New risks worry Fed, no new action on table

New risks worry Fed, no new action on table

New risks worry Fed, no new action on table

‘Strains in global financial markets continue to pose significant downside risks,’ says a statement by Ben Bernanke’s Fed. AFP photo

The U.S. Federal Reserve said Dec. 13 that turmoil in Europe presents a big risk to the U.S. economy, leaving the door open to further possible steps to boost growth even though it noted a somewhat stronger labor market.

The central bank said the U.S. economy was “expanding moderately” despite an apparent slowing in the world economy. But while there had been “some” improvement in the job market, unemployment remained elevated and housing depressed, it said.

“Strains in global financial markets continue to pose significant downside risks to the economic outlook,” the Fed said after a policy meeting, alluding to pressures stemming from the debt crisis in the euro zone, which has raised concerns about tighter credit in the United States.

U.S. stock prices fell, while prices for government debt rose. The dollar, which has been pressured by the Fed’s huge-bond-buying programs, gained against the euro.

The Fed’s statement was little changed from the one made after its last meeting in early November, although the U.S. central bank pinned uncertainty for the U.S. economy more squarely on events in Europe.

While in November it said risks to the outlook included global strains, on Dec. 13 it cited only the risk of volatility abroad. Most economists have said the Fed’s next meeting on Jan. 24-25 would be the more likely occasion for any new moves to add to the U.S. central bank’s already extraordinary push to bring down borrowing costs and help growth.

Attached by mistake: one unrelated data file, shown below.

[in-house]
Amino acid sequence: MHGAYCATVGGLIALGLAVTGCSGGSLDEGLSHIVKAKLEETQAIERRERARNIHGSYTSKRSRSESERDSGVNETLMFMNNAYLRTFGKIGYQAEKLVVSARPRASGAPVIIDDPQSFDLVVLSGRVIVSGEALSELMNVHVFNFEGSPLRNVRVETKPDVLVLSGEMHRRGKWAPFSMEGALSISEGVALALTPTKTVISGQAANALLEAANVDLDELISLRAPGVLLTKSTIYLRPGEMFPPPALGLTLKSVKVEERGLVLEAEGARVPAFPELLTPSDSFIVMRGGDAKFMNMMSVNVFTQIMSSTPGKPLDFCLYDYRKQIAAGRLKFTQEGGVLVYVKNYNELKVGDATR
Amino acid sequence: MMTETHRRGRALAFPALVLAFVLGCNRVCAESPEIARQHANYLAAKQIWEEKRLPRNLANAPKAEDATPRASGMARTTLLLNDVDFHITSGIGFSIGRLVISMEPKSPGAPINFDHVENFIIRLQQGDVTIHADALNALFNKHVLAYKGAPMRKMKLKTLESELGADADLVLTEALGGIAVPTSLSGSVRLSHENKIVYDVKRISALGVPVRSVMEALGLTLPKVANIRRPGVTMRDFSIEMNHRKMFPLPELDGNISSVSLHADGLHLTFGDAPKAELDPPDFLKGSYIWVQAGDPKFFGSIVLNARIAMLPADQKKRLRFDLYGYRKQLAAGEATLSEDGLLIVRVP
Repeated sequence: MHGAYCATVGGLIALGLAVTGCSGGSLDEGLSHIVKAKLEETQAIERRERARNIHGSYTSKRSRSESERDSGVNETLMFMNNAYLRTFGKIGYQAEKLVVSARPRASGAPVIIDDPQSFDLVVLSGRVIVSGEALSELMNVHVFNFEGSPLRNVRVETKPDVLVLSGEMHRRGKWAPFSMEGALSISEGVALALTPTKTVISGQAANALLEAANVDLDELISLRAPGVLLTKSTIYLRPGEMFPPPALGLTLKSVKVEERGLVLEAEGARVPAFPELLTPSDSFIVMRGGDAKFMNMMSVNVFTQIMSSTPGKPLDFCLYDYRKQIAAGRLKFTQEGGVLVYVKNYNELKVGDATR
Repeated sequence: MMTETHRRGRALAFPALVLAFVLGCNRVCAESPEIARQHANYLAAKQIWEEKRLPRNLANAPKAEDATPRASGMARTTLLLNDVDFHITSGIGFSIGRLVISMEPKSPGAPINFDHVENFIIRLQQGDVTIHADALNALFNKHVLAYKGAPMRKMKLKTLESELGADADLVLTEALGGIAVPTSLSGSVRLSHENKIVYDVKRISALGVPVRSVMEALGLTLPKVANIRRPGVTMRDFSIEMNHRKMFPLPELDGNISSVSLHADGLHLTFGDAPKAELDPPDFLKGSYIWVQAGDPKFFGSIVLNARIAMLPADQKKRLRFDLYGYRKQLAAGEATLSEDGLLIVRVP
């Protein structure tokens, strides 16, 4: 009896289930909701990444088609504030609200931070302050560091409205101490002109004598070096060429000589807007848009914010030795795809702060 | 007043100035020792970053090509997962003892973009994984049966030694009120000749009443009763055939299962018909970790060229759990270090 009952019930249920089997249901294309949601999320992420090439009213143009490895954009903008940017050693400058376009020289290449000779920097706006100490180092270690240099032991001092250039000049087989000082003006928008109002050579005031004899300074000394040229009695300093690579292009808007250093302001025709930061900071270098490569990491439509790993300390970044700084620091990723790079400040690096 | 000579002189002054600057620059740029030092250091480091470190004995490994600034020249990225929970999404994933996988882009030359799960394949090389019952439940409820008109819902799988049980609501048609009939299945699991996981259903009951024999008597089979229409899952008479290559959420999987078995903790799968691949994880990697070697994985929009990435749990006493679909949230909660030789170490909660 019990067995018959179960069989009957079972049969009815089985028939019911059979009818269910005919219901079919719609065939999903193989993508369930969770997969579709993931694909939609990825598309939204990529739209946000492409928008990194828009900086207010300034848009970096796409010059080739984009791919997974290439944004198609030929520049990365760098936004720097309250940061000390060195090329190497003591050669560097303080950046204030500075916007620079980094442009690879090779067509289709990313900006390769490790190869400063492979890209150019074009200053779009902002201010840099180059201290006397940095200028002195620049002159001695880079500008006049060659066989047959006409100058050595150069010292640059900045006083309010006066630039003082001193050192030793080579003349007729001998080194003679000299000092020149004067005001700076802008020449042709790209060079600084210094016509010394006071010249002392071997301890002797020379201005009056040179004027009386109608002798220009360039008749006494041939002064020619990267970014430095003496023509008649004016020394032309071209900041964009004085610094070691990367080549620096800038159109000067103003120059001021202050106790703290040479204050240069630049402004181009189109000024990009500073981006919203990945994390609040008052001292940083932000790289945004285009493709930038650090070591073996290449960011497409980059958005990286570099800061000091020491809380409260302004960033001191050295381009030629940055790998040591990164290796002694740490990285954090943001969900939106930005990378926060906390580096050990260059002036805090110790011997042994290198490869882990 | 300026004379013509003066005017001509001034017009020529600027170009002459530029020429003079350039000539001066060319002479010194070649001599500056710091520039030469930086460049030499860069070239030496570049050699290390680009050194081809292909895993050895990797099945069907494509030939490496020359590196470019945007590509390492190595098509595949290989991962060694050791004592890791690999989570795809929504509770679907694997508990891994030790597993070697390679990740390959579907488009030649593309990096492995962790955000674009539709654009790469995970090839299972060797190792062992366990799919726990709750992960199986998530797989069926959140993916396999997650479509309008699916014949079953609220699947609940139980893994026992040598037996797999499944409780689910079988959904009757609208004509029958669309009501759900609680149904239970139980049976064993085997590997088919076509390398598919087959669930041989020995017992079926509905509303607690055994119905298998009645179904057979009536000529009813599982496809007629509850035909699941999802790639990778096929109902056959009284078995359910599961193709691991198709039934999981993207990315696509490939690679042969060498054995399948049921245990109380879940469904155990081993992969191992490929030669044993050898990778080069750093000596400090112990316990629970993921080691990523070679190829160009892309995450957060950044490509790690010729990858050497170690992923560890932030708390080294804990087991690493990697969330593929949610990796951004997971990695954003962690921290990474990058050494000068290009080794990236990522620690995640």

Tuesday’s statement touched only lightly on signs of improvement in the economy’s performance.
“They are certainly ready to lean against the wind should the economy falter,” said Cary Leahey, managing director at Decision Economics in New York.

Communication strategy
The Fed offered no new guidance on the changing way it communicates its policies to financial markets; Fed Chairman Ben Bernanke has made increased transparency a hallmark of his six years in charge of the central bank. It also repeated that it expects inflation to settle at levels at or below those consistent with its price stability mandate.

For a second time running, Chicago Fed President Charles Evans dissented against holding policy steady, saying he favored additional easing now.

The U.S. central bank has held overnight interest rates near zero since December 2008 and has bought $2.3 trillion in government and mortgage-related bonds in a further attempt to stimulate a robust recovery.

Fed officials are divided among those who think high unemployment and sluggish growth require more action and those who view the central bank’s already-aggressive efforts as bordering dangerously on an invitation to inflation.

Some influential policy makers, including Vice Chair Janet Yellen, have suggested they would be inclined to take additional steps if growth fails to pick up.



Banks tripled their demand for European Central Bank-offered dollars yesterday in its second weekly offering since slashing the cost of borrowing dollars, making the facility much more attractive to banks and easing funding woes.

A total of 12 banks took $5.122 billion in the operation in which they were guaranteed to get all the funds they requested. The tender replaces a maturing total of $1.602 billion.

The cost of the funds was 0.58 percent, and 12 banks used the dollar funding facility.

Top central banks last month acted to ensure banks outside the United States have easier access to dollars, which banks in Europe have more difficulty obtaining in the market as investor concerns about their exposure to the debt crisis have grown. The ECB now runs 7-day and 3-month dollar lending operations. In the first longer-term 3-month dollar tender banks took more than $50 billion. The ECB also offers euro funds to banks in maturities up to 3-years since last week.